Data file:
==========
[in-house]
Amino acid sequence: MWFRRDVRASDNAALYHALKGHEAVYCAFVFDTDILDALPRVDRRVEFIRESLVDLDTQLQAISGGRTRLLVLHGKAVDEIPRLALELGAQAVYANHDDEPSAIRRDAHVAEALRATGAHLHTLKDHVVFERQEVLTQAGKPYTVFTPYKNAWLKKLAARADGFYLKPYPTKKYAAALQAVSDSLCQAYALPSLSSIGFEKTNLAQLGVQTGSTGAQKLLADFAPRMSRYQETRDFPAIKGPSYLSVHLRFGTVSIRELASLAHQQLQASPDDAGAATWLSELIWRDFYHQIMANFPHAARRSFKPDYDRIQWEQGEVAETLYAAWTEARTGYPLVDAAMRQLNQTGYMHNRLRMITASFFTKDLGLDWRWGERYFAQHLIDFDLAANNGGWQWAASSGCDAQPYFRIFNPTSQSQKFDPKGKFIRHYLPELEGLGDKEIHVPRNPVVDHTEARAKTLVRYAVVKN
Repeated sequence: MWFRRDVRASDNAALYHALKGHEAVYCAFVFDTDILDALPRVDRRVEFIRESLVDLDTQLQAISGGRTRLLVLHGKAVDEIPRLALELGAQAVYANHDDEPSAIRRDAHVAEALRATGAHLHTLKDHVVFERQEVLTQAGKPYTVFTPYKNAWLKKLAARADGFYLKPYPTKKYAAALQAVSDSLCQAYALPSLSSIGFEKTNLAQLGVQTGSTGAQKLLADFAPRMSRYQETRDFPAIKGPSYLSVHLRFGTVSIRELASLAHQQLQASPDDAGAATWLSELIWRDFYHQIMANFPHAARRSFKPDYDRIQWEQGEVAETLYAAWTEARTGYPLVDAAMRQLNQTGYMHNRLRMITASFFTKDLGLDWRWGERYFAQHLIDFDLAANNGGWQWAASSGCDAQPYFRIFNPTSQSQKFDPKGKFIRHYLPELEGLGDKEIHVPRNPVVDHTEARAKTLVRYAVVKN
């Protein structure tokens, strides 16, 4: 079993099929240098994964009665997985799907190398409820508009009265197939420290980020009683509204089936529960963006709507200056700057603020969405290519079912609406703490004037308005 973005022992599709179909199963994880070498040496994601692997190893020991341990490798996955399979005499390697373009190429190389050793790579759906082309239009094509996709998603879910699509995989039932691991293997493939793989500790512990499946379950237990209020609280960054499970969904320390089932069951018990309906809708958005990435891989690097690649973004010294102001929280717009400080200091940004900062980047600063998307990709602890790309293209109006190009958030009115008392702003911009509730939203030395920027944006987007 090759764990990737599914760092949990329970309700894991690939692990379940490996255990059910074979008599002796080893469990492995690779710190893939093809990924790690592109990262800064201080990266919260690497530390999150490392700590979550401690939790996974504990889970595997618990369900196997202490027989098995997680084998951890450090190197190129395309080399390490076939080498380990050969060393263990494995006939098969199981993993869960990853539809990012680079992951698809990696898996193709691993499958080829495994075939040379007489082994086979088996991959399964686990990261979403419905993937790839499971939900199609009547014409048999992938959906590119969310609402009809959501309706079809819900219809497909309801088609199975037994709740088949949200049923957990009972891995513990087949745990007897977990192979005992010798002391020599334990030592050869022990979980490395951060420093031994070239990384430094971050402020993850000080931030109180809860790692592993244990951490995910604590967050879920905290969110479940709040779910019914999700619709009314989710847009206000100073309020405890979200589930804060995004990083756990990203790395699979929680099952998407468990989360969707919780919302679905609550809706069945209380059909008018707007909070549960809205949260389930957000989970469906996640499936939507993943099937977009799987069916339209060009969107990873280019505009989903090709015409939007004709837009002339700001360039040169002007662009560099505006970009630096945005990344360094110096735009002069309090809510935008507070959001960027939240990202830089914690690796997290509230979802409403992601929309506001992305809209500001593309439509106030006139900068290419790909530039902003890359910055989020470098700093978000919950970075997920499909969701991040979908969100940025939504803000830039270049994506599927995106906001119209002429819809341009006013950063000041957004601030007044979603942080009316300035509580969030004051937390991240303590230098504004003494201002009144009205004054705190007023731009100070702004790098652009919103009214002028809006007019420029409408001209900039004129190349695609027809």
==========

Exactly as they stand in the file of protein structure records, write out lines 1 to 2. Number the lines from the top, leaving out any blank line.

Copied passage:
[in-house]
Amino acid sequence: MWFRRDVRASDNAALYHALKGHEAVYCAFVFDTDILDALPRVDRRVEFIRESLVDLDTQLQAISGGRTRLLVLHGKAVDEIPRLALELGAQAVYANHDDEPSAIRRDAHVAEALRATGAHLHTLKDHVVFERQEVLTQAGKPYTVFTPYKNAWLKKLAARADGFYLKPYPTKKYAAALQAVSDSLCQAYALPSLSSIGFEKTNLAQLGVQTGSTGAQKLLADFAPRMSRYQETRDFPAIKGPSYLSVHLRFGTVSIRELASLAHQQLQASPDDAGAATWLSELIWRDFYHQIMANFPHAARRSFKPDYDRIQWEQGEVAETLYAAWTEARTGYPLVDAAMRQLNQTGYMHNRLRMITASFFTKDLGLDWRWGERYFAQHLIDFDLAANNGGWQWAASSGCDAQPYFRIFNPTSQSQKFDPKGKFIRHYLPELEGLGDKEIHVPRNPVVDHTEARAKTLVRYAVVKN